Plato’s dialogues demonstrate the importance of admitting what we don’t know. They demonstrate the role curiosity and perplexity play in fostering a desire to know, to understand, and to explore the world around us. Learning, growth—really any sort of advancement or development—requires being open to new possibilities, new ideas, and a willingness to explore the world around you.

(To learn more, see my related article, Are Hobbies Important?, here.)

Our world expands when we admit we don’t know something. Conviction creates a narrow world, one where only one interpretation is permitted.

The road to truth is paved in trial and error, in experimentation, and requires an open mind to navigate it effectively. We should all learn to be a little less certain, to cultivate the wonder and curiosity that expands our world, and to rediscover the love of knowledge and learning that permits self-growth and development.

We should learn to get comfortable in a state of perplexity.

Thanks for reading!

Please like and share this article.

What to learn more? Check out these related articles and posts: Philosophy Teaches Us, The Cave, What we can Learn Living Underground, How to Develop Patience, the Stoic’s Way, The Importance of Exploration and Experimentation, Creating Clear Goals, Developing a Positive Mindset – Discovering Small Delights, and How to Change Your Thinking and Change Yourself.

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Philosophy, dobetterwithdan, Plato, Socrates, Truth

“And if someone compelled him to look at the light itself, wouldn’t his eyes hurt, and wouldn’t he turn around and flee towards the things he’s able to see, believing that they’re really clearer than the ones he’s being shown?”

– Plato

Plato introduces the Allegory of the Cave in his work Republic to explore the effect of education on the individual. He describes a hypothetical where a group of people spend the entirety of their lives as prisoners in a cave.

(See my related article, Belief as a Noble Risk)

The prisoners are restrained such that they are able to see only the wall in front of them. The cave itself is lit only by a single fire, which is used to project shadows on the wall visible to the prisoners. The shadows comprise the prisoners’ reality—it is all they know.

“Then the prisoners would in every way believe that the truth is nothing other than the shadows of those artifacts.”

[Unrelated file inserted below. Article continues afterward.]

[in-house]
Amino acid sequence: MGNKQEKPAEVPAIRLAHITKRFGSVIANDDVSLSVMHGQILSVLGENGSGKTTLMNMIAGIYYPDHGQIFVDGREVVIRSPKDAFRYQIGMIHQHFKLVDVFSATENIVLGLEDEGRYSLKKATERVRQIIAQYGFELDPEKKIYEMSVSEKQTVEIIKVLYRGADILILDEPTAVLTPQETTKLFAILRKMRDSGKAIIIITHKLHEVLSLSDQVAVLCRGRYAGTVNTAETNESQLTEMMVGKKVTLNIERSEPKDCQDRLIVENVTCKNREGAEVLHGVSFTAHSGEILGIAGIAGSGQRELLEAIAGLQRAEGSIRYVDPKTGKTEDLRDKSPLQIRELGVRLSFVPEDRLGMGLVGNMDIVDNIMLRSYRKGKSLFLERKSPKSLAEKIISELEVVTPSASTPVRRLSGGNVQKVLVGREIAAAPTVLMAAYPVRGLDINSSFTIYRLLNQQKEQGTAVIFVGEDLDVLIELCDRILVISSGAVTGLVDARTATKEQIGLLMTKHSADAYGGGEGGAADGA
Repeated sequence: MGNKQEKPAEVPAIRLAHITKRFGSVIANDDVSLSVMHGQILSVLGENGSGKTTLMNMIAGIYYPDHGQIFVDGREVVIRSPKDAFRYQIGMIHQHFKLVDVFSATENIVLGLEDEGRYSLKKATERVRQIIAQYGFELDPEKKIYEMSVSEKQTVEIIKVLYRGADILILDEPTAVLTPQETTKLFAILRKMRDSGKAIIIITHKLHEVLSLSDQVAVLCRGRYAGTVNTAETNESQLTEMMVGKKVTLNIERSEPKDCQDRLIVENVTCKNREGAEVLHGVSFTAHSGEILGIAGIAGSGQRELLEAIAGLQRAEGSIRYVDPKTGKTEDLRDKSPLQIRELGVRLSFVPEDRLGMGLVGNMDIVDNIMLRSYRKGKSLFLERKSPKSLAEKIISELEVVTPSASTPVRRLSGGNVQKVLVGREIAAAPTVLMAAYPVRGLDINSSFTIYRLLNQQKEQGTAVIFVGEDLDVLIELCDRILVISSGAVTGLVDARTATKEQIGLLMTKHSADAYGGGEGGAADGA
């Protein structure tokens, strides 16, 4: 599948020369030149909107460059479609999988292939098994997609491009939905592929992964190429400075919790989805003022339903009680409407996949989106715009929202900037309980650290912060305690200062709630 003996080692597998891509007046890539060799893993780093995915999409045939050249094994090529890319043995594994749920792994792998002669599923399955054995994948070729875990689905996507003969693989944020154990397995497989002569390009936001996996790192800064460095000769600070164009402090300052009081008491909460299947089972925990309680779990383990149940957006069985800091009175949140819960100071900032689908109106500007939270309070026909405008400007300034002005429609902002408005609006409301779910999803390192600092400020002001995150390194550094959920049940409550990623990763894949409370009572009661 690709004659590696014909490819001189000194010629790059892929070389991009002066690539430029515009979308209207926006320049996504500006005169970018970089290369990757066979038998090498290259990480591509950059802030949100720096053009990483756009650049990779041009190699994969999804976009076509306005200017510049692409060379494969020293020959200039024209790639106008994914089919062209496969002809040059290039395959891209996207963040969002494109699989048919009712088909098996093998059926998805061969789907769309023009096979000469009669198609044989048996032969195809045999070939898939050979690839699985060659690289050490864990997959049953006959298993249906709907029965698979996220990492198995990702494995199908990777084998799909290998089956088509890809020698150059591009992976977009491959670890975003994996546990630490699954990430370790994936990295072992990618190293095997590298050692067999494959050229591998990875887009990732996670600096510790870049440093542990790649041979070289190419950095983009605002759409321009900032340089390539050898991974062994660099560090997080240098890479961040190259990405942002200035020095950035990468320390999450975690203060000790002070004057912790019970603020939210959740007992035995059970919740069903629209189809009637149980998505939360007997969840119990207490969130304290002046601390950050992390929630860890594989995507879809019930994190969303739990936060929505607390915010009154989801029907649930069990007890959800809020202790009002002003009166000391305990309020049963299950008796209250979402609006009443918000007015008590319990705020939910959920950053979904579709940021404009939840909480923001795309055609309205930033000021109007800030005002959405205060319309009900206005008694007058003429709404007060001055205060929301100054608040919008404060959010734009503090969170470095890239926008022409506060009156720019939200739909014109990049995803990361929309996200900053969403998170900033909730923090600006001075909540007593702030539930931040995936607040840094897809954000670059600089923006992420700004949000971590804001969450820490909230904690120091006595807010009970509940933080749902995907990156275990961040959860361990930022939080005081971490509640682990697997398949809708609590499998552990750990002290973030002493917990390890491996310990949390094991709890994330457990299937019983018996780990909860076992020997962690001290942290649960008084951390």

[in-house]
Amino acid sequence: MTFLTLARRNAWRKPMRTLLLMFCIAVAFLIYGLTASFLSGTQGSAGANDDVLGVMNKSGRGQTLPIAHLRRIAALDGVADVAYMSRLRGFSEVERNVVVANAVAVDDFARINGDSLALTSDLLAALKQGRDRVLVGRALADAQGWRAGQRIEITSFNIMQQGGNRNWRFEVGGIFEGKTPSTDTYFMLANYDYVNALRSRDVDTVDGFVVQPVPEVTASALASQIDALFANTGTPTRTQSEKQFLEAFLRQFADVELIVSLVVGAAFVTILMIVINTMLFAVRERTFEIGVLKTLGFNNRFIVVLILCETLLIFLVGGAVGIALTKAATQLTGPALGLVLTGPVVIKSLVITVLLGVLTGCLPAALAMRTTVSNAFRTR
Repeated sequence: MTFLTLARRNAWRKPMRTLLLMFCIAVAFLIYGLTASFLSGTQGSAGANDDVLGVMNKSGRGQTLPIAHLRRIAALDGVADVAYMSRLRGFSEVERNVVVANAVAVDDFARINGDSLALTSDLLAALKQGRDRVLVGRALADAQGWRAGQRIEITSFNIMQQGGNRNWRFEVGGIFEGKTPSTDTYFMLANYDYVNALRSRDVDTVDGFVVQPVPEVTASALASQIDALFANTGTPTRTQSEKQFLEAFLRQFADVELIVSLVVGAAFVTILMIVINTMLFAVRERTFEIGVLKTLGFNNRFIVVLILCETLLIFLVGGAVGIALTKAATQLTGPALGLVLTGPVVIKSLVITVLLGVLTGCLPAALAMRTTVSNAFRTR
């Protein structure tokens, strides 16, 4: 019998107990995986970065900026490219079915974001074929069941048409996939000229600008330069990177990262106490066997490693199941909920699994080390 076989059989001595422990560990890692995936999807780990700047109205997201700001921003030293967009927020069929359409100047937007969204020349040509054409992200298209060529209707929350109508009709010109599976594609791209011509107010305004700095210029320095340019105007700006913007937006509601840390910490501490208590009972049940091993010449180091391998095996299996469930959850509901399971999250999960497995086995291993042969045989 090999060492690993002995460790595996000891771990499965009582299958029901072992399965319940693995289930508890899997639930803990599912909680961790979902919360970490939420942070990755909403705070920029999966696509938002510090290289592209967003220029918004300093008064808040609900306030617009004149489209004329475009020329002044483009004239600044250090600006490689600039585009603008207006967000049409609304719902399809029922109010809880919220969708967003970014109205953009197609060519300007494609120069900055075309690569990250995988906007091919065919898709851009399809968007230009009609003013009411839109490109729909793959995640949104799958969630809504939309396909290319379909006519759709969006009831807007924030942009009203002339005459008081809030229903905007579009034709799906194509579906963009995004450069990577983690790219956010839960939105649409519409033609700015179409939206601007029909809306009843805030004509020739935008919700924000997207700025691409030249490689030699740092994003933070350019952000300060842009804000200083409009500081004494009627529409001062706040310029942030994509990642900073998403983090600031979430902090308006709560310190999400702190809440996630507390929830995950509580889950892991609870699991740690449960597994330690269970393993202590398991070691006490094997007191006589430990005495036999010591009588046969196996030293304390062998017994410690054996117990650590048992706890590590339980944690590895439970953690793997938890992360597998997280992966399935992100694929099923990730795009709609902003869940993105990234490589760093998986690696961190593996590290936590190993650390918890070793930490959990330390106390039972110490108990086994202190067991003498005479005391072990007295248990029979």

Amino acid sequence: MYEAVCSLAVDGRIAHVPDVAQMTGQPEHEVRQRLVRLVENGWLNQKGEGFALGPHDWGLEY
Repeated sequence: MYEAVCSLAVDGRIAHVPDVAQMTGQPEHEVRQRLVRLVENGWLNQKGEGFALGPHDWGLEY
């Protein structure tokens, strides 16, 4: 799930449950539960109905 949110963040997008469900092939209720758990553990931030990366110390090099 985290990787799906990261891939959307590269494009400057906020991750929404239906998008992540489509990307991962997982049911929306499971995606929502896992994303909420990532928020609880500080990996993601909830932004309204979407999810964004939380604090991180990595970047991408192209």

– Plato

The prisoners live in a dimly lit world. The shadows that are their reality do not provide accurate representations of objects in the real world. Though they can communicate with one another and talk about what appears before them, their reality is far from true. Nevertheless, this shadow-world is the only world they know, it is the world they are familiar with—it is the world they have come to accept as given.

If a prisoner were suddenly freed, he would therefore have difficulties making sense of the things he saw. Confused, he would be tempted to return to the familiar.

Plato uses the Allegory of the Cave to explain how a philosopher is akin to a prisoner who has been freed and who has come to understand the truth of the cave. He realizes the reality he accepted as given was not reality at all.

We all start out like prisoners in the cave. We are taught about the world, we grow up believing certain narratives, and we take these for granted because they are familiar. Indeed, challenging the dominant views of society is difficult because those around us will likely accept the shadows as truth. For the individual who pursues learning, knowledge, and self-realization, the social world presents obstacles that are difficult to overcome.

What we learn from Plato’s Allegory of the Cave

Plato’s allegory of the cave teaches us that if we want to pursue knowledge and self-realization, we need to be strong, we need to cultivate an open mind, and we need to challenge the views and beliefs we accept as given. It is important to explore the ideas and explanations we have adopted to determine which, if any, explain only a world of shadows rather than the real world.

We accept the world we are familiar with, and many of us never try to move beyond this. Plato’s allegory teaches us that we should, however, because failing to seek the truth means accepting a world of shadows, a dimly lit world where one lives by ideas one can’t even be sure offer an accurate account of reality.

“Slowly, his eyes adjust to the light of the sun.”

– Plato

Is Plato right?

Thanks for reading. Please subscribe, like, and share!

Please check out these related articles and posts: Curiosity, Perplexity, and the Wisdom of Socrates, What is Virtue? – Character Development and the Virtuous Life, What is Friendship? – Aristotle and Perfect Friendship, The Human Condition – Kafka and Man’s Search for Meaning, Note to Self, On Luck, and Philosophy Teaches Us.